Friday, November 11, 2011

Re: Peter Mitchell: Acousmatic Principle and Music Videos

In one of Peter's latest blog posts he ends with the question: "Do music videos truly change our perceptions of a song?"

This is an interesting question and I'm glad to get off the topic of computer generated music.
There are different types of music video's, some go for a literal interpretation, others make no sense whatsoever and have nothing to do with the lyrics, some take a song that would otherwise have ambiguous meaning and give it one, others do not add a meaning or interpretation to a song, etc. If one were to say that music videos tamper with one's interpretation than we would have to apply that same theory to ballets. I watched a few music videos of songs that I have heard many times and have never seen the music videos for. My perception did not change, the songs still mean the same thing to me, yet my I might have been persuaded by the interpretation of the visuals if I had never heard any of the songs before. I'm not sure how the music industry runs music videos, if the musicians themselves choose the story line of their music video or if it is some management position that decides. Yet, if it is the musicians that decide the story line they have every right to put their interpretation of their song into the visual aspect. It may change one's perception but what does all that matter? Why does a song need to be interpreted on one's own terms? Even if the directors, producers or whoever wrote the plot for a song, it is part of the art and adds quality to a song rather than takes it away.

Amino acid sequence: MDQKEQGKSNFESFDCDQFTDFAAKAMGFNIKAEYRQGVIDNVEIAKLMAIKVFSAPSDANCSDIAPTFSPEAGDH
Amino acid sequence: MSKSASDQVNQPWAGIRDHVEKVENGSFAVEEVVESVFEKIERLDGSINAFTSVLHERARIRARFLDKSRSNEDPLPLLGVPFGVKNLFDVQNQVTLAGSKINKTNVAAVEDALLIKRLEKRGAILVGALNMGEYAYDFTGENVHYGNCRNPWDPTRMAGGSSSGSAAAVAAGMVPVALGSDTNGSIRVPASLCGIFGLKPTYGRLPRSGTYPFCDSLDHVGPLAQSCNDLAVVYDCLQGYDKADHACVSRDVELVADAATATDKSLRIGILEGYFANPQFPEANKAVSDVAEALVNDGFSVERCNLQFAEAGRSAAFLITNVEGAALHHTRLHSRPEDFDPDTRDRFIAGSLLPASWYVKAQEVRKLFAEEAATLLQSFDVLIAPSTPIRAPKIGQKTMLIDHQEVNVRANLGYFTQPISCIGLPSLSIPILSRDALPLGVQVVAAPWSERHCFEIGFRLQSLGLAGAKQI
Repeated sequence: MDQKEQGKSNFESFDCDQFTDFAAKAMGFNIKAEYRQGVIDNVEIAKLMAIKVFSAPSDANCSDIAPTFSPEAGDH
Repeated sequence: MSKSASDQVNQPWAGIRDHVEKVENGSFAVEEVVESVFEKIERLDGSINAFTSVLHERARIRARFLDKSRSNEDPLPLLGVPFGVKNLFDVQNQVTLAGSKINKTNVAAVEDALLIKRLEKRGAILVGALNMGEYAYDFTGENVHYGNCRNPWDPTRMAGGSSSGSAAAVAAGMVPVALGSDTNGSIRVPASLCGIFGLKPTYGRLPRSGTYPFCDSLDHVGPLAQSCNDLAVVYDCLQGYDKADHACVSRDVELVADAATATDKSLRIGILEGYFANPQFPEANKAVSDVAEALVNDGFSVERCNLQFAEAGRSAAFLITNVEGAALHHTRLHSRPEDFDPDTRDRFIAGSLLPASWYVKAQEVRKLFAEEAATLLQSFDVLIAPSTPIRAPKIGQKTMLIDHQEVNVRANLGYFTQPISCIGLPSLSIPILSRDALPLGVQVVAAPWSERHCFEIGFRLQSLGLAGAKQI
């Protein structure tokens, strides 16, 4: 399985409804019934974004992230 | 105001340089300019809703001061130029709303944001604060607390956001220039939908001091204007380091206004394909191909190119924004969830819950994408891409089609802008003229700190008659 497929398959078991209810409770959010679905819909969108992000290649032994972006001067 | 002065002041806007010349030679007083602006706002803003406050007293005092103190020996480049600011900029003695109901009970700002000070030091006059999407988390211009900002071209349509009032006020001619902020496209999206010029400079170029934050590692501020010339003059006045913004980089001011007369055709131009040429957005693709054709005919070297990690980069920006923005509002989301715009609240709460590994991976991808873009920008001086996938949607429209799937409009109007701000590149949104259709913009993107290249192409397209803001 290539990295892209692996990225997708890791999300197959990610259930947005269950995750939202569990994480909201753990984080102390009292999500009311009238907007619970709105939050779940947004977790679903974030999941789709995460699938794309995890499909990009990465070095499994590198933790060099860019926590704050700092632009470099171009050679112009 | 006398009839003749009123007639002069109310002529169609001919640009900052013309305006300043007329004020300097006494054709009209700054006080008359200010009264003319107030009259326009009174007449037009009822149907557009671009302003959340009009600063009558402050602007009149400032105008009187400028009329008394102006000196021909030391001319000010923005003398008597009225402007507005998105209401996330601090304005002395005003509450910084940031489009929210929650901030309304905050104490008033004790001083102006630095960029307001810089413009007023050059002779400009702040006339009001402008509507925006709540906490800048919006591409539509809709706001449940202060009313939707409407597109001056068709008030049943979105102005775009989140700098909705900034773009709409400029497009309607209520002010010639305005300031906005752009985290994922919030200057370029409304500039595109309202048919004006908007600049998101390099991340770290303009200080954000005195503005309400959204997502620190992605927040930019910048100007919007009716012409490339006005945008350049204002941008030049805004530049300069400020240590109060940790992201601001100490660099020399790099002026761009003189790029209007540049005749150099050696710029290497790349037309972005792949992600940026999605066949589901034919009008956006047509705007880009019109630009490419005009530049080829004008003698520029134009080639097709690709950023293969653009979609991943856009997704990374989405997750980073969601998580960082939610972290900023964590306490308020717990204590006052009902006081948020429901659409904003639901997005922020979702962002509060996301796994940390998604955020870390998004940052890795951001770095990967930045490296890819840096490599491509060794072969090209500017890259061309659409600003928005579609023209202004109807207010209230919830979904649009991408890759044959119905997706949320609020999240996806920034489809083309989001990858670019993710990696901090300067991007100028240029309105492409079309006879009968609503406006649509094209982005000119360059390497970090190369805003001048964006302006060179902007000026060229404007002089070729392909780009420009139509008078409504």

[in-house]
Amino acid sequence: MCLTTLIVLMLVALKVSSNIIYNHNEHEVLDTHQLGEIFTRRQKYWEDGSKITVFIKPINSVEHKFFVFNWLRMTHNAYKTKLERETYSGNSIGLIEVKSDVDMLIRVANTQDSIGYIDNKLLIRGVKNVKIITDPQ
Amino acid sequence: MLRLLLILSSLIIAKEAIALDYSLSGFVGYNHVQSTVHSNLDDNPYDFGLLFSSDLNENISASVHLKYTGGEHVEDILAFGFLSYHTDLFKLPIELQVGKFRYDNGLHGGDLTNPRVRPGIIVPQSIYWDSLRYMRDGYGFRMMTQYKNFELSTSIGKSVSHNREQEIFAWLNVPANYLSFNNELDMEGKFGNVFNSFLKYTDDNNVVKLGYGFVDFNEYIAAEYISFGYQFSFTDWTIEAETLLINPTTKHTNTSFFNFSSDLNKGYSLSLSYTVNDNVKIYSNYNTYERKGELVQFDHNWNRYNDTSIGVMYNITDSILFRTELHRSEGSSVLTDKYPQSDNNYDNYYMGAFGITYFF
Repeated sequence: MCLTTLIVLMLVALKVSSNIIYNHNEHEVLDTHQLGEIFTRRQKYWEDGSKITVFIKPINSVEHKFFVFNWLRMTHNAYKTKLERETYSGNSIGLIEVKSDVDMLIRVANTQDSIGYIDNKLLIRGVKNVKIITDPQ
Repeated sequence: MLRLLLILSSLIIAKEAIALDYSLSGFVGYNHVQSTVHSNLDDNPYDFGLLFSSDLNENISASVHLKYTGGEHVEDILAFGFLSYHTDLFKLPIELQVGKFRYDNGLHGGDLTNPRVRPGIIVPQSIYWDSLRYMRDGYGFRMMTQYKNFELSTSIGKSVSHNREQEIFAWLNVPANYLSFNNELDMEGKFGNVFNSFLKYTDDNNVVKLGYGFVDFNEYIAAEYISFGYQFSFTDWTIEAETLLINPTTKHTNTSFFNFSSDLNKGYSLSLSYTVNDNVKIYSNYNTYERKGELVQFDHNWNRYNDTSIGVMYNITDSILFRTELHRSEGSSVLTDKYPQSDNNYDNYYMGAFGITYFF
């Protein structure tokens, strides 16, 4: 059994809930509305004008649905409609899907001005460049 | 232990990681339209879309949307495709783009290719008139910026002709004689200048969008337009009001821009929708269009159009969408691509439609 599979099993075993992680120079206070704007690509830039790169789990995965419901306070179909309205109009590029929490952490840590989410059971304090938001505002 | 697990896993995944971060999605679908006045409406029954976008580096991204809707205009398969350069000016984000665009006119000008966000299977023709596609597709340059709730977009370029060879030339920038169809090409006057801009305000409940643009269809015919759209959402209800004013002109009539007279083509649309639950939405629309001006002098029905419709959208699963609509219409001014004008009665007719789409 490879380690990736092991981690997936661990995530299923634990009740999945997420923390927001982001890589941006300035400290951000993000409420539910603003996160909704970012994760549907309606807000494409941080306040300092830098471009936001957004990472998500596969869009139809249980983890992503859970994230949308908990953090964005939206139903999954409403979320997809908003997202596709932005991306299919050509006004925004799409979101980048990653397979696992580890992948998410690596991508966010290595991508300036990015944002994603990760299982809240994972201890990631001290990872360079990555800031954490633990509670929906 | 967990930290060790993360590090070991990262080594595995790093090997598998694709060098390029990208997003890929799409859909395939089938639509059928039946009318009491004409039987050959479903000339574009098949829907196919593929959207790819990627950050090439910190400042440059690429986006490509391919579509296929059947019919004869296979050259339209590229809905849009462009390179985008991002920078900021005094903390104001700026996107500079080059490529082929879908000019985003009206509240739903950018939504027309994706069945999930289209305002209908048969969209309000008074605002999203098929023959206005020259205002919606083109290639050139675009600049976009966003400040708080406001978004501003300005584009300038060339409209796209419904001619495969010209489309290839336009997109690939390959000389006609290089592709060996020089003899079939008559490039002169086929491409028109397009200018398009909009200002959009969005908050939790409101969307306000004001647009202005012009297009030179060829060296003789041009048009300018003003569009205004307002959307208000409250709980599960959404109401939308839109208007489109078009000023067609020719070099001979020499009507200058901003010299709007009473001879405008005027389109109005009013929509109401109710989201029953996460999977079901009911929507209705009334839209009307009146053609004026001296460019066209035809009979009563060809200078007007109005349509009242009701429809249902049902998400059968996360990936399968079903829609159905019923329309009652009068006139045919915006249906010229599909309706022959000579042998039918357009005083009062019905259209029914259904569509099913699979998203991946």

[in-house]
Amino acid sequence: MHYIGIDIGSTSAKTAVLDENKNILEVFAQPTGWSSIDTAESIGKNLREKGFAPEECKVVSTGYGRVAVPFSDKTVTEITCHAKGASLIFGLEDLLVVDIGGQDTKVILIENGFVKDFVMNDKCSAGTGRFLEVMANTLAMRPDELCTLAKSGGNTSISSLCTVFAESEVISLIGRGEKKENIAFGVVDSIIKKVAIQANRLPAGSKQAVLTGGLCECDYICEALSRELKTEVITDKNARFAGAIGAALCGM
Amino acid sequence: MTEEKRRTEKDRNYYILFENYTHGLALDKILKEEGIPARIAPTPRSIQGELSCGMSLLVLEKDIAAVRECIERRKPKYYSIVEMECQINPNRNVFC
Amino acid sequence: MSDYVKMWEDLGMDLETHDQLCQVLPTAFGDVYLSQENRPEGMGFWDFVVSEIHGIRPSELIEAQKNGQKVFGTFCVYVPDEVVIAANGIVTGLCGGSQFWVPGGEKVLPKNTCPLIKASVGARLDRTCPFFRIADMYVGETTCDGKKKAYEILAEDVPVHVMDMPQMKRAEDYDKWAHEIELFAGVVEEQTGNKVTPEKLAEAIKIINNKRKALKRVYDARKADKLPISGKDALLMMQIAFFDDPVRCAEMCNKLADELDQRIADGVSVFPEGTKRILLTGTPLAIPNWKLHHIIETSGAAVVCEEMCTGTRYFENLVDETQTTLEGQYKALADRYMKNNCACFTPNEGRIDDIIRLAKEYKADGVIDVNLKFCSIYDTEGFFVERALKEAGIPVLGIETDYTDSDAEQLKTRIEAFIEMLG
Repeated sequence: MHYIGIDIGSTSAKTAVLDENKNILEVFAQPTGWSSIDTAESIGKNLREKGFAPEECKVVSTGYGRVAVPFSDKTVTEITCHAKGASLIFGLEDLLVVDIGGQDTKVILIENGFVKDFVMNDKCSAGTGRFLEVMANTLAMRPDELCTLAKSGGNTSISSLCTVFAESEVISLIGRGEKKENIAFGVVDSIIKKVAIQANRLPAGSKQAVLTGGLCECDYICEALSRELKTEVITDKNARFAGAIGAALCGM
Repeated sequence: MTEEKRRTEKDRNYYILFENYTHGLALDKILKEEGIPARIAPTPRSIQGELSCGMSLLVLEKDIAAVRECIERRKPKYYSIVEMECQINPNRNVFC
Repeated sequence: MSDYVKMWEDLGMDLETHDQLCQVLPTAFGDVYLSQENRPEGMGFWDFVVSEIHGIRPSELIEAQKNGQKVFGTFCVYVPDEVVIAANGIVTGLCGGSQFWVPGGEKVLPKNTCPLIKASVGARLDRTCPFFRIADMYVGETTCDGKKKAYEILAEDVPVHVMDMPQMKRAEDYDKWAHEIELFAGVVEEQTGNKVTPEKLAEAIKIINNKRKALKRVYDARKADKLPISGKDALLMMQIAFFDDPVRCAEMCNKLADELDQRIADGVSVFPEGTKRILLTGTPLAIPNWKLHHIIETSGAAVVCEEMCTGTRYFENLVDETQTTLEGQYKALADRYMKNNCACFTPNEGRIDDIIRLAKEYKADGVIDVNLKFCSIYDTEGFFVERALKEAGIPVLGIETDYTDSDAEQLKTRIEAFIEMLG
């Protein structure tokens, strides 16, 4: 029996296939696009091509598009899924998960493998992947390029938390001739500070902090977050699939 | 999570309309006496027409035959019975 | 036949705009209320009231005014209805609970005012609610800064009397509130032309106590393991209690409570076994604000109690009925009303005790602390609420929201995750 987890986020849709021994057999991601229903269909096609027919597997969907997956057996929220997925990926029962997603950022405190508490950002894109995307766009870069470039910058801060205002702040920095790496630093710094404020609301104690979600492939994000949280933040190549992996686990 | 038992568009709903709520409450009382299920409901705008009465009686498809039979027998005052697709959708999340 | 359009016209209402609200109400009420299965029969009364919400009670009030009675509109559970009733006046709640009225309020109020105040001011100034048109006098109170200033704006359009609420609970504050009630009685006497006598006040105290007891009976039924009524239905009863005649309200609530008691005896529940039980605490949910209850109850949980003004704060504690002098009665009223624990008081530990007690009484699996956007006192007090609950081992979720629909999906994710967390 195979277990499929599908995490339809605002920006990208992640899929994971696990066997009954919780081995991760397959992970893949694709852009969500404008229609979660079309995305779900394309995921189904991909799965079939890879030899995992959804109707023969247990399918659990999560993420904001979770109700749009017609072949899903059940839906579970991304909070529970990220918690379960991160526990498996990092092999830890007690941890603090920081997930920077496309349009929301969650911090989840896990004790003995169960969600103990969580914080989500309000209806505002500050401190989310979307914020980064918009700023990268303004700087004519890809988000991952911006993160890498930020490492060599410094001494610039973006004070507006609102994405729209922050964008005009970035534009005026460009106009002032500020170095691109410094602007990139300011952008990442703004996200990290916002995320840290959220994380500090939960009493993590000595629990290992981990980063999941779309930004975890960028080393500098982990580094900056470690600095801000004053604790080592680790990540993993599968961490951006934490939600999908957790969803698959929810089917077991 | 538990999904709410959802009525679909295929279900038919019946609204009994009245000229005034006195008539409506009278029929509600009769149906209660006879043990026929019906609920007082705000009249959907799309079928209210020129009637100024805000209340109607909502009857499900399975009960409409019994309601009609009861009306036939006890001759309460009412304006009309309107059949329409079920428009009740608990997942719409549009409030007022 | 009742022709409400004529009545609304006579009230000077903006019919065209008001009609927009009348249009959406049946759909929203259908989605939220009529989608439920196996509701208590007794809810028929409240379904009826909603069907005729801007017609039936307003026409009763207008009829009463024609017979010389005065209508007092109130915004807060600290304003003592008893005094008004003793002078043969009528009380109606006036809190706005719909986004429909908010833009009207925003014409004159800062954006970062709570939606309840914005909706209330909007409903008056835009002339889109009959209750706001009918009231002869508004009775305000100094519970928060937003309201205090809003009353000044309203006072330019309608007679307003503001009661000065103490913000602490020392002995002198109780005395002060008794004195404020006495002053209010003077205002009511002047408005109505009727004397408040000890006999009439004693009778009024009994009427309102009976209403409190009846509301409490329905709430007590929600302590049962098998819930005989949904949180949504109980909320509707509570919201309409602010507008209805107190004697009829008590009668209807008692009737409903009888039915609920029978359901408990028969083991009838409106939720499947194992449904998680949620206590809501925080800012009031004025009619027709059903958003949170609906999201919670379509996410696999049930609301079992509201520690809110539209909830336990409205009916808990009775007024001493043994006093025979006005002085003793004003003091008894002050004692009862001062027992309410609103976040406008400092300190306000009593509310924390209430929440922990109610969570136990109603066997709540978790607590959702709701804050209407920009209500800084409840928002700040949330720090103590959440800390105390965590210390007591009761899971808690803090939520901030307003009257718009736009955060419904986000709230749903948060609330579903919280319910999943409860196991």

As for ballets, one of the differences is that the music originally did not have words (at least for most ballets I can think of). So in this case, the music was very open for interpretation, yet what other interpretation can you take from a programmatic piece without a visual other than , "that sounds beautiful"? Ballet also is an interdisciplinary art, it is meant to be presented aurally and visually-- one does not distort the perception of the other, rather they work together to give one full aesthetic perception.

Question: Does watching a music video distort your perception of a piece? Should songs leave room for interpretation?